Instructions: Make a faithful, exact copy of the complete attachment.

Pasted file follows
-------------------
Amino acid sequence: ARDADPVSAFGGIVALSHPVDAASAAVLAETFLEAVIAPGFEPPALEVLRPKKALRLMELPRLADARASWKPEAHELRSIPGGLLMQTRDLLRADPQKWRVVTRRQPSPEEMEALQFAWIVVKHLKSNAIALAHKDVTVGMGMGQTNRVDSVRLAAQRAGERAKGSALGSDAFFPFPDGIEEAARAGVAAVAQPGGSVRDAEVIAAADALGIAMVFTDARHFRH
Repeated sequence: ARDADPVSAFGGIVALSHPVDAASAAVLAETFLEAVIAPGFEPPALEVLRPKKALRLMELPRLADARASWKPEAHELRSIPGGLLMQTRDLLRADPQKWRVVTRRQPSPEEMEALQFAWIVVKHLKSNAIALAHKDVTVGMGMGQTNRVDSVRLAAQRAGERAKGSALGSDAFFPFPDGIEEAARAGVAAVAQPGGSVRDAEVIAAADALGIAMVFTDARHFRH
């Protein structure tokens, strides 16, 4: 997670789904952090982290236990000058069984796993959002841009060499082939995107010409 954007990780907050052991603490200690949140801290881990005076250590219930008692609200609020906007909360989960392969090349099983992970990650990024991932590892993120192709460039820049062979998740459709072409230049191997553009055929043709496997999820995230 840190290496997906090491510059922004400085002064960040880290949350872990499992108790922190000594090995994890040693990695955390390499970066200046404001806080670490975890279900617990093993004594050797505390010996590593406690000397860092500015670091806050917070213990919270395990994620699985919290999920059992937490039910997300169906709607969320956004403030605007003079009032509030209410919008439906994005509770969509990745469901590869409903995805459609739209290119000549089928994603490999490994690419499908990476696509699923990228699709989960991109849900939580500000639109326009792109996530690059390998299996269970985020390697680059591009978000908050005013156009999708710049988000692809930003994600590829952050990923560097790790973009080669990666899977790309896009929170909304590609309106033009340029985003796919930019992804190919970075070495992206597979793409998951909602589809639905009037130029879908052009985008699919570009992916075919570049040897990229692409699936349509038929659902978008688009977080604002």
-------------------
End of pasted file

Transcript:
Amino acid sequence: ARDADPVSAFGGIVALSHPVDAASAAVLAETFLEAVIAPGFEPPALEVLRPKKALRLMELPRLADARASWKPEAHELRSIPGGLLMQTRDLLRADPQKWRVVTRRQPSPEEMEALQFAWIVVKHLKSNAIALAHKDVTVGMGMGQTNRVDSVRLAAQRAGERAKGSALGSDAFFPFPDGIEEAARAGVAAVAQPGGSVRDAEVIAAADALGIAMVFTDARHFRH
Repeated sequence: ARDADPVSAFGGIVALSHPVDAASAAVLAETFLEAVIAPGFEPPALEVLRPKKALRLMELPRLADARASWKPEAHELRSIPGGLLMQTRDLLRADPQKWRVVTRRQPSPEEMEALQFAWIVVKHLKSNAIALAHKDVTVGMGMGQTNRVDSVRLAAQRAGERAKGSALGSDAFFPFPDGIEEAARAGVAAVAQPGGSVRDAEVIAAADALGIAMVFTDARHFRH
């Protein structure tokens, strides 16, 4: 997670789904952090982290236990000058069984796993959002841009060499082939995107010409 954007990780907050052991603490200690949140801290881990005076250590219930008692609200609020906007909360989960392969090349099983992970990650990024991932590892993120192709460039820049062979998740459709072409230049191997553009055929043709496997999820995230 840190290496997906090491510059922004400085002064960040880290949350872990499992108790922190000594090995994890040693990695955390390499970066200046404001806080670490975890279900617990093993004594050797505390010996590593406690000397860092500015670091806050917070213990919270395990994620699985919290999920059992937490039910997300169906709607969320956004403030605007003079009032509030209410919008439906994005509770969509990745469901590869409903995805459609739209290119000549089928994603490999490994690419499908990476696509699923990228699709989960991109849900939580500000639109326009792109996530690059390998299996269970985020390697680059591009978000908050005013156009999708710049988000692809930003994600590829952050990923560097790790973009080669990666899977790309896009929170909304590609309106033009340029985003796919930019992804190919970075070495992206597979793409998951909602589809639905009037130029879908052009985008699919570009992916075919570049040897990229692409699936349509038929659902978008688009977080604002």